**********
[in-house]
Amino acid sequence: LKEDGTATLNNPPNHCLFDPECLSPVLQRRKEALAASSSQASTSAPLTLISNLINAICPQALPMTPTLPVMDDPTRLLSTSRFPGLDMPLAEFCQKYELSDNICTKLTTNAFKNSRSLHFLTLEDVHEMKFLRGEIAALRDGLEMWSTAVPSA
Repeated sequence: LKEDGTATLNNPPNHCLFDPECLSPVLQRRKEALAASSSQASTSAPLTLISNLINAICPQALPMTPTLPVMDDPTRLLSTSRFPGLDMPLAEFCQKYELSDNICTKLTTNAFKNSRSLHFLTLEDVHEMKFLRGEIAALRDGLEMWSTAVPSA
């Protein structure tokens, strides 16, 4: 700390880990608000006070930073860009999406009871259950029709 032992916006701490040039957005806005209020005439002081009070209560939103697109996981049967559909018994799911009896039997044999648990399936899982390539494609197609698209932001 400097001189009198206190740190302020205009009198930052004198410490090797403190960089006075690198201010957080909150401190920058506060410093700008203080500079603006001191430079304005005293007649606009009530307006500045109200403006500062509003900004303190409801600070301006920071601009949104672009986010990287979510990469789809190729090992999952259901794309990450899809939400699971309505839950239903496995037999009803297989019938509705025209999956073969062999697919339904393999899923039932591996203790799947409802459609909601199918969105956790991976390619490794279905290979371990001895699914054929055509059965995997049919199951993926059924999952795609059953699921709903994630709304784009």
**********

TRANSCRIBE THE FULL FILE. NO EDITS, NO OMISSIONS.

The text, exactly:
[in-house]
Amino acid sequence: LKEDGTATLNNPPNHCLFDPECLSPVLQRRKEALAASSSQASTSAPLTLISNLINAICPQALPMTPTLPVMDDPTRLLSTSRFPGLDMPLAEFCQKYELSDNICTKLTTNAFKNSRSLHFLTLEDVHEMKFLRGEIAALRDGLEMWSTAVPSA
Repeated sequence: LKEDGTATLNNPPNHCLFDPECLSPVLQRRKEALAASSSQASTSAPLTLISNLINAICPQALPMTPTLPVMDDPTRLLSTSRFPGLDMPLAEFCQKYELSDNICTKLTTNAFKNSRSLHFLTLEDVHEMKFLRGEIAALRDGLEMWSTAVPSA
């Protein structure tokens, strides 16, 4: 700390880990608000006070930073860009999406009871259950029709 032992916006701490040039957005806005209020005439002081009070209560939103697109996981049967559909018994799911009896039997044999648990399936899982390539494609197609698209932001 400097001189009198206190740190302020205009009198930052004198410490090797403190960089006075690198201010957080909150401190920058506060410093700008203080500079603006001191430079304005005293007649606009009530307006500045109200403006500062509003900004303190409801600070301006920071601009949104672009986010990287979510990469789809190729090992999952259901794309990450899809939400699971309505839950239903496995037999009803297989019938509705025209999956073969062999697919339904393999899923039932591996203790799947409802459609909601199918969105956790991976390619490794279905290979371990001895699914054929055509059965995997049919199951993926059924999952795609059953699921709903994630709304784009």